MATT HOME, The Vancouver Sun, June 3, 2008
Just as British Columbia passes the first carbon tax in Canada into law, a new poll by McAllister Opinion Research has revealed that more than 70% of Canadians support British Columbia’s carbon tax as a “positive step” towards reducing greenhouse gas emissions.
A separate poll by Harris/Decima published in The Vancouver Sun last week found that 75% of British Columbians are prepared to significantly alter their behaviour to fight global warming, and 73% believe more government regulation will be necessary to help them do that.
It’s not often a province receives praise for introducing new taxes, but these recent polls confirm that Canadians, and British Columbians in particular, understand the global importance of the climate change issue and want governments to take action.
The provincial government has become a leader on global warming with a carbon tax that is one of the most comprehensive in the world (covering virtually all fossil fuels), and the first in North America to focus directly on reducing greenhouse gas pollution by changing the decisions made by businesses and consumers. The ground-breaking tax is changing the level of debate on carbon taxes in the rest of the country.
The government’s next challenge is to ensure the tax improves over time to significantly reduce future emissions.
The price on greenhouse gases needs to reach at least $75 per tonne by 2020 to reduce national greenhouse gas pollution to 1990 levels, according to the National Round Table on the Environment and Economy. B.C. is committed to reducing its greenhouse gases to 10% below 1990 levels.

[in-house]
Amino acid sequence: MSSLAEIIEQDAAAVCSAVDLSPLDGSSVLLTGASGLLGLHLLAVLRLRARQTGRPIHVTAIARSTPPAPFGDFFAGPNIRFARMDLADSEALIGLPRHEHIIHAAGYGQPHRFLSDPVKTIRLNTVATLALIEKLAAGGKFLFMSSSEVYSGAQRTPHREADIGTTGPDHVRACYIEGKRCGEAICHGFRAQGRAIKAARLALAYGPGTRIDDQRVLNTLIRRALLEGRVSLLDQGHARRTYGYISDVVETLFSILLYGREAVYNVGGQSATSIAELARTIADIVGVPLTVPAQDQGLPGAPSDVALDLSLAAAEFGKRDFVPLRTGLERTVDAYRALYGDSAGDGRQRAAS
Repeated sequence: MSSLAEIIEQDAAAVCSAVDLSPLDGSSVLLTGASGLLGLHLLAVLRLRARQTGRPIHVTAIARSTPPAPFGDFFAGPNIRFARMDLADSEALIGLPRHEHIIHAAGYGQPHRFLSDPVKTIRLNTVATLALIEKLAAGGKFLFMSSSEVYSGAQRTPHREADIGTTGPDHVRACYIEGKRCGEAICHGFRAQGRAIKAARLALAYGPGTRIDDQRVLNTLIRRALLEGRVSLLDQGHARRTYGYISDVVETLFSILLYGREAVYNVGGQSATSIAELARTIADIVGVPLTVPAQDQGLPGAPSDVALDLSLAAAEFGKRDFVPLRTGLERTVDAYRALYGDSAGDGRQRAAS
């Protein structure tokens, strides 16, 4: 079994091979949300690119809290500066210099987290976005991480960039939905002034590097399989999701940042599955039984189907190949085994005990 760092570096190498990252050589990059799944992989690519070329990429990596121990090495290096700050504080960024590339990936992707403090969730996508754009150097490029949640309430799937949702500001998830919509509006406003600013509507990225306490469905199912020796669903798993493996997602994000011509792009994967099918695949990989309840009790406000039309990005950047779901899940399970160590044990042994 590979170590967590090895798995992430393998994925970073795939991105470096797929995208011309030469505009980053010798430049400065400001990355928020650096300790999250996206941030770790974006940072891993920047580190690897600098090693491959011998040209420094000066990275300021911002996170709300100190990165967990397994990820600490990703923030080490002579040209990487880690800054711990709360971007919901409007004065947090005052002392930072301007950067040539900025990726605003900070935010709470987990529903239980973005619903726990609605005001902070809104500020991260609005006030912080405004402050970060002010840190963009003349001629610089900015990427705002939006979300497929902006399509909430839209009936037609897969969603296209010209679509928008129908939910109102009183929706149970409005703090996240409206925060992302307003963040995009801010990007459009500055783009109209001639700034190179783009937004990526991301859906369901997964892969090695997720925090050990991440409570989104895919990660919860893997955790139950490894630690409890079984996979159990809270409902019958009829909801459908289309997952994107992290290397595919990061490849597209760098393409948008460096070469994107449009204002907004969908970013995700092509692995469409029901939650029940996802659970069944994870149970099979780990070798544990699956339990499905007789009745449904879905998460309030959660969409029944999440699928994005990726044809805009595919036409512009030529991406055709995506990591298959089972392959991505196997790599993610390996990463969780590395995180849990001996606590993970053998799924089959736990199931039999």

Victoria has said the carbon tax will start at $10 per tonne and rise to $30 per tonne by 2012, but has yet to commit to future increases in the tax that will be needed to reach its emission targets.
To ensure the province is on a path to meeting its emissions targets, the government needs to provide a schedule for incremental increases in the carbon tax beyond 2012 .
This schedule should be laid out clearly for British Columbians as soon as possible to help people make good decisions on purchases that will be affected by the carbon tax, such as cars or homes.
For the tax to be effective, the government also needs to make sufficient investments to ensure that there are solutions available to help all British Columbians decrease energy consumption and emissions. The government has already taken steps in this direction with announced increases in public transit investment and new funding for home energy retrofits.
Low-income families will need additional support. While the proposed low income tax credit is a good start and should continue, the focus must be on helping low-income households reduce their energy bills. Examples include creative programs like Warm Front in the U.K., which will spend $1.5 billion to retrofit the homes of 400,000 low-income families between 2008 and 2011.
And finally, the government must aim to include all sources of emissions under a carbon pricing system. The one-third of industrial emissions not covered by the carbon tax could be included in B.C.’s cap and trade system, which is currently being designed. However, if the province’s future cap and trade system does not include these sources, they must be included under the carbon tax — or industry will be given a free ride.